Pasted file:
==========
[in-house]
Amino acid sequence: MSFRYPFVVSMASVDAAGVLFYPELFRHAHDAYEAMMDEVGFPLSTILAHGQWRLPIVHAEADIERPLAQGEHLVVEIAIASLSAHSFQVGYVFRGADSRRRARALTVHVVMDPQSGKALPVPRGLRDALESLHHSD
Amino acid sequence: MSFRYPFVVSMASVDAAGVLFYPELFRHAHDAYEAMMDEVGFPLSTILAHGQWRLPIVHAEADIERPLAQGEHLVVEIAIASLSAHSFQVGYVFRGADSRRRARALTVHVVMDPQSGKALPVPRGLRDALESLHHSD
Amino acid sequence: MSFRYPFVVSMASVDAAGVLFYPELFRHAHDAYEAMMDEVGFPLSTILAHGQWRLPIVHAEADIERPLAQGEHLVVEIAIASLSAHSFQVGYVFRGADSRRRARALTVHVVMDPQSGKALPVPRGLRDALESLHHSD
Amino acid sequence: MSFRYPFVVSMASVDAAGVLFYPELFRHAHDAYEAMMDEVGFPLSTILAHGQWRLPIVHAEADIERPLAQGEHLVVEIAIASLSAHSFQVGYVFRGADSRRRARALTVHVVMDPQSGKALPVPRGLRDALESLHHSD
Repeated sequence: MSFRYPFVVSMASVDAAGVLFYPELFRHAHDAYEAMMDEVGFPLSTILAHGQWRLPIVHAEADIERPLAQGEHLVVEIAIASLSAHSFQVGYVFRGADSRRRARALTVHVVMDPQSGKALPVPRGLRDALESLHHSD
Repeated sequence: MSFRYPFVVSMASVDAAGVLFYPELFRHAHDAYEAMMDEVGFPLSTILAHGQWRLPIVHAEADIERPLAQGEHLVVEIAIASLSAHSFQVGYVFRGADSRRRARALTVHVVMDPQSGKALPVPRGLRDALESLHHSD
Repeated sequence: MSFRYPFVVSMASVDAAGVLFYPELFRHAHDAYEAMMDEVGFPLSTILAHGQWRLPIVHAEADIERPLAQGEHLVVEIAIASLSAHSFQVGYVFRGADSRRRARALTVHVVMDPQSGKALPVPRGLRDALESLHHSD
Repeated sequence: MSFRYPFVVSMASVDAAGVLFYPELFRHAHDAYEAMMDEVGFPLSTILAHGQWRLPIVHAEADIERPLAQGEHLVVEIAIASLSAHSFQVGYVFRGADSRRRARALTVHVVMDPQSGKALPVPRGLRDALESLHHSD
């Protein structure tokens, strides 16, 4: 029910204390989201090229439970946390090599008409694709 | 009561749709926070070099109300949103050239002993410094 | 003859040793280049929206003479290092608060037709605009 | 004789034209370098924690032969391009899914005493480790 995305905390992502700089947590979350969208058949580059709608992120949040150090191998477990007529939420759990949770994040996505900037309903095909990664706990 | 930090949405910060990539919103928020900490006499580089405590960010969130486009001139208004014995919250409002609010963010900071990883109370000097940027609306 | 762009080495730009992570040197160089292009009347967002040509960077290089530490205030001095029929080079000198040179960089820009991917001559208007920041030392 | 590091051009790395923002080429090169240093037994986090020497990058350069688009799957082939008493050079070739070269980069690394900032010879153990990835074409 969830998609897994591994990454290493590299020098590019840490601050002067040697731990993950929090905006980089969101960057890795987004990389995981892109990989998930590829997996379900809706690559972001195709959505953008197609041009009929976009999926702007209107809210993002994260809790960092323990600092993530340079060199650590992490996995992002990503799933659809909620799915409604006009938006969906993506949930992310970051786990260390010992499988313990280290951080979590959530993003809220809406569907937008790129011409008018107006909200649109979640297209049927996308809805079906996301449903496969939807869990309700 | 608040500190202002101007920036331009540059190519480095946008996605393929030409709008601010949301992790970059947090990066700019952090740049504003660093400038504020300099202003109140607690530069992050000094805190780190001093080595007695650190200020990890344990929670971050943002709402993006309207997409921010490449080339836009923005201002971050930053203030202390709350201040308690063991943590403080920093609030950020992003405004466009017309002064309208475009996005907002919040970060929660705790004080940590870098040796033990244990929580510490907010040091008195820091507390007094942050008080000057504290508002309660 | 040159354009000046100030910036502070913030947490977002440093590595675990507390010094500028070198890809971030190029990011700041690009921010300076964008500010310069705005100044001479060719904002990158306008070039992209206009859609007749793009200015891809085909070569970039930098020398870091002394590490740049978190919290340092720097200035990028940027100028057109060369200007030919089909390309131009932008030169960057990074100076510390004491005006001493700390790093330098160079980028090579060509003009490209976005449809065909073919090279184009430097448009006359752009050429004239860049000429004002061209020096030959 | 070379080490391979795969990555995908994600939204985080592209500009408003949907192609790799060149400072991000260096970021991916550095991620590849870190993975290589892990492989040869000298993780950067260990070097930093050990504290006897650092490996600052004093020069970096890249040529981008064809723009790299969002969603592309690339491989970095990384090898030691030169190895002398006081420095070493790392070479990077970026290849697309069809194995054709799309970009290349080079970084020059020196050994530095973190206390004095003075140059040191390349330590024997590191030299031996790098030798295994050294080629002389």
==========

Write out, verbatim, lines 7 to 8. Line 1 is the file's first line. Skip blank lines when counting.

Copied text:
Repeated sequence: MSFRYPFVVSMASVDAAGVLFYPELFRHAHDAYEAMMDEVGFPLSTILAHGQWRLPIVHAEADIERPLAQGEHLVVEIAIASLSAHSFQVGYVFRGADSRRRARALTVHVVMDPQSGKALPVPRGLRDALESLHHSD
Repeated sequence: MSFRYPFVVSMASVDAAGVLFYPELFRHAHDAYEAMMDEVGFPLSTILAHGQWRLPIVHAEADIERPLAQGEHLVVEIAIASLSAHSFQVGYVFRGADSRRRARALTVHVVMDPQSGKALPVPRGLRDALESLHHSD